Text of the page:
With preparations underway for the World Cup in New Zealand this year, it is with an inflated ego and a great deal of national pride that I humbly submit that we have a new contender this year: The United States of America. That's right: the Eagles will go all the way this year, and no one will see it coming.
For the last month I have been living in rural Nepal, which has been amazing. For a start, the view from my bedroom window is an open meadow, and I am woken up every morning at 5.30 by the squeals of the pig tethered just outside. At the end of the meadow is dense forest, eventually backing onto the mountains. All water is sourced from the handpump in the front garden, and the toilet is no more than a hole in the ground. I have eaten Dahl, rice, vegetables and occasionally goat without exception for the last month, and the only other European face I have seen is that of Mr John Spencer. He stayed in the SOS school for two weeks, coaching cricket and teaching English.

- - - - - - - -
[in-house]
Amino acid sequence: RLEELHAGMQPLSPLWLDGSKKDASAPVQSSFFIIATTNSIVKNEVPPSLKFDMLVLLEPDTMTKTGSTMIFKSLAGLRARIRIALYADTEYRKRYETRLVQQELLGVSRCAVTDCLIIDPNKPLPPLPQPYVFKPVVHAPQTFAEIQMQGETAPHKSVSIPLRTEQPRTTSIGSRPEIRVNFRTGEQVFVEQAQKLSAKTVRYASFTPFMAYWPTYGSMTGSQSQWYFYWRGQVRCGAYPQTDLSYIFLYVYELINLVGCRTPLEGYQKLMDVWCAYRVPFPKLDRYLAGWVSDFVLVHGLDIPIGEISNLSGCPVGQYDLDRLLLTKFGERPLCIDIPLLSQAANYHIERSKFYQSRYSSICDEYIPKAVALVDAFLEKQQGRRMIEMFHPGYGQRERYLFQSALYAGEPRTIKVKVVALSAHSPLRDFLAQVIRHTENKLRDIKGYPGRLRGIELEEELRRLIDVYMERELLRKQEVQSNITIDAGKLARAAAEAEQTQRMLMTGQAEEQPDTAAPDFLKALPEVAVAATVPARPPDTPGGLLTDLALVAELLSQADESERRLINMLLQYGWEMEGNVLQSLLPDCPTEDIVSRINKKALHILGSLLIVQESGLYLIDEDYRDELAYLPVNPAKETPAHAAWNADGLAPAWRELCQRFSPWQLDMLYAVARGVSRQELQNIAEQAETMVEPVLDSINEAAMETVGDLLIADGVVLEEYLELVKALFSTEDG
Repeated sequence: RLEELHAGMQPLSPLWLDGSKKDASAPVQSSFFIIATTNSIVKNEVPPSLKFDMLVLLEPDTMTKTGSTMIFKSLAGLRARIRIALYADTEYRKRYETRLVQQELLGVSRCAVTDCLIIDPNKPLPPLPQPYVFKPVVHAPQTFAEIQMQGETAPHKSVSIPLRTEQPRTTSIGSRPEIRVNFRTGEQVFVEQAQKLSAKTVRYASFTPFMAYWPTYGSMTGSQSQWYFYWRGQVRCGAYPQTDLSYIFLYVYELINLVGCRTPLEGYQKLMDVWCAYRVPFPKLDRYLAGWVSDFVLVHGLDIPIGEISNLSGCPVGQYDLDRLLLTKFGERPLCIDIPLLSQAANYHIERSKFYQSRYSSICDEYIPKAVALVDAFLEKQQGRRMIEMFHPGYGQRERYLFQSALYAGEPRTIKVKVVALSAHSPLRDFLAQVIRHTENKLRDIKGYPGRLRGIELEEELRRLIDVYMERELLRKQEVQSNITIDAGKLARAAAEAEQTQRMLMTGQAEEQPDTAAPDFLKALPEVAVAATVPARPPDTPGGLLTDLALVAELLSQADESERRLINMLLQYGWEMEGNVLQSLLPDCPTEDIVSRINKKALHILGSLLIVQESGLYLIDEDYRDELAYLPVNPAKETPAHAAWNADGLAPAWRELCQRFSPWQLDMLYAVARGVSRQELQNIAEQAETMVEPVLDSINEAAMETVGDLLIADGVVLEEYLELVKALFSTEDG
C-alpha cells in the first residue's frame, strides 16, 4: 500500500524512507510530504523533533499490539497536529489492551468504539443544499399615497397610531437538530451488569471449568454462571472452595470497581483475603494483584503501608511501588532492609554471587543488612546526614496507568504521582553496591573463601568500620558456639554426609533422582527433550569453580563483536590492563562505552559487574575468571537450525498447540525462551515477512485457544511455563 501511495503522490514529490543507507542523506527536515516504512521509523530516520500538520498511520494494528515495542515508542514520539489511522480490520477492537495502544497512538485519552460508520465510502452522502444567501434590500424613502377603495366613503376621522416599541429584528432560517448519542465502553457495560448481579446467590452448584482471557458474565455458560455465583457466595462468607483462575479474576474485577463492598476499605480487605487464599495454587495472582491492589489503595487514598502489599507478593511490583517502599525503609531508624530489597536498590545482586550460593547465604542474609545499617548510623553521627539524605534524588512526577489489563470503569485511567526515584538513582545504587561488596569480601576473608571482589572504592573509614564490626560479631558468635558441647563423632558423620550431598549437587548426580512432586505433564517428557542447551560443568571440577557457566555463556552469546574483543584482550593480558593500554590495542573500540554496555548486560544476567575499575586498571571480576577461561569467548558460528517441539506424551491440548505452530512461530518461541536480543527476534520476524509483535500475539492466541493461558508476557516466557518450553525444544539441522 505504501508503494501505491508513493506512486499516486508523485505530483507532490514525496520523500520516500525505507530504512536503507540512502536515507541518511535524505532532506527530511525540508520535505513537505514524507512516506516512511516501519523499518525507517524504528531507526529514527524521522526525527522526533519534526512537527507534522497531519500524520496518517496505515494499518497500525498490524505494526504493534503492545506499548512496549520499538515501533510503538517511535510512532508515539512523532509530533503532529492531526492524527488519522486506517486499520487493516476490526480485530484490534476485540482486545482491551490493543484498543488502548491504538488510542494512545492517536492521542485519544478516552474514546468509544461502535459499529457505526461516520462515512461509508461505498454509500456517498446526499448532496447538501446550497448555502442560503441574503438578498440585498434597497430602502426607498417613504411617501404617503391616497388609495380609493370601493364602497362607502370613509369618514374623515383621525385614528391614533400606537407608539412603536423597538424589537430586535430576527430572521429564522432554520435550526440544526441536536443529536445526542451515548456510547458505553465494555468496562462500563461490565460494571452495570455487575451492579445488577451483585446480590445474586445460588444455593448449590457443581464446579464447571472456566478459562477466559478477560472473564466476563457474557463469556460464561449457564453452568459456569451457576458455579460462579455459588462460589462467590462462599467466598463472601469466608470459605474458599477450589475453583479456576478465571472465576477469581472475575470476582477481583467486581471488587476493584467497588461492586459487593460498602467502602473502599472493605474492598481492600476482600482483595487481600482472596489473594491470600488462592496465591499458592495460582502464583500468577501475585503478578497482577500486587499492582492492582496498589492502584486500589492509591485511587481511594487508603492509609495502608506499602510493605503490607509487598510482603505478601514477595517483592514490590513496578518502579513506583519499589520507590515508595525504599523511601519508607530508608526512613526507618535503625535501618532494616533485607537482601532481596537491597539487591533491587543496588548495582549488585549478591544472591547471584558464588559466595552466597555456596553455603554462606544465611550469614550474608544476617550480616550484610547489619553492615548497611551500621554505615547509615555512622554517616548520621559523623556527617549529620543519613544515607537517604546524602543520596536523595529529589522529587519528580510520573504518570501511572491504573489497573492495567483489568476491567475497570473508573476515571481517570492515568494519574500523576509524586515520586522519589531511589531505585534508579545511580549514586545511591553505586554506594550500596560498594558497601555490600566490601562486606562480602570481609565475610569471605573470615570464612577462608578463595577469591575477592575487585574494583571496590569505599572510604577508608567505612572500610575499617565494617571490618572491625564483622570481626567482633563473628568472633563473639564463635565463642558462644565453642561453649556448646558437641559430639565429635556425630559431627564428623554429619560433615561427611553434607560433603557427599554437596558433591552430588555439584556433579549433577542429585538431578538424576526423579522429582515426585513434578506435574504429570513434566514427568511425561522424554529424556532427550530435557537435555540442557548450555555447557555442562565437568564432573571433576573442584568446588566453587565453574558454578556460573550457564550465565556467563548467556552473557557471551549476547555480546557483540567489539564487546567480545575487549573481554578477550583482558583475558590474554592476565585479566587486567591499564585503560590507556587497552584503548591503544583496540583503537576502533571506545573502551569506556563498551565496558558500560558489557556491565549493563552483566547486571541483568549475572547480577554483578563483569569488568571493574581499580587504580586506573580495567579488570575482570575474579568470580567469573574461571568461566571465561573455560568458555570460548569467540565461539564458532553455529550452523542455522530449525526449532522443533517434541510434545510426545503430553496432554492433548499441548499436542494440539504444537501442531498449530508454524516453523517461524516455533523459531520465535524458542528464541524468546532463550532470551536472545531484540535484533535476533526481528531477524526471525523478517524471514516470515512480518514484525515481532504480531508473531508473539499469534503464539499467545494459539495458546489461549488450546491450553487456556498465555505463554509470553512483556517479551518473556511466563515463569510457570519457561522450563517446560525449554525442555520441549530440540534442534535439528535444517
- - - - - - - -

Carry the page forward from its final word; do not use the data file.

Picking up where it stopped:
In 1969 the Old Brightonians were invited to take part in the Public Schools knockout competition run by the Cricketer and sponsored by Mercier Champagne. Nobody expected very much from us. We had a good side but not a great one, but we did have self belief and enthusiasm. The first match was against the favourites, the Old Tonbridgians. This was the closest game we played. With the scores equal we won through to the next round, having lost fewer wickets.
Horatio Georgestone was one of the first intake of Kingsford Scholars at the college graduating in 2009. As a pupil, he quickly made his mark on the school community and quickly made many friends. But how has he spent his gap year and has he kept up the pace for which he became known?
John Gifford Stower (H. 1932-33), born September 15th 1916 in the Province of Jujuy, North of Argentina, came to the UK as a youngster in 1925, spending his first years at a small school in Worthing, before finishing his education at Brighton College via Sedbergh. Two years later, aged 20, he returned to Argentina to work in a sugar cane mill close to his place of birth.
I am planning to write a book about the history of Brighton Institution for the Deaf, Eastern Road (1848-1941) which was situated opposite Brighton College. My intention is to draw up the floor plans, and an architectural front & rear elevations of the school buildings.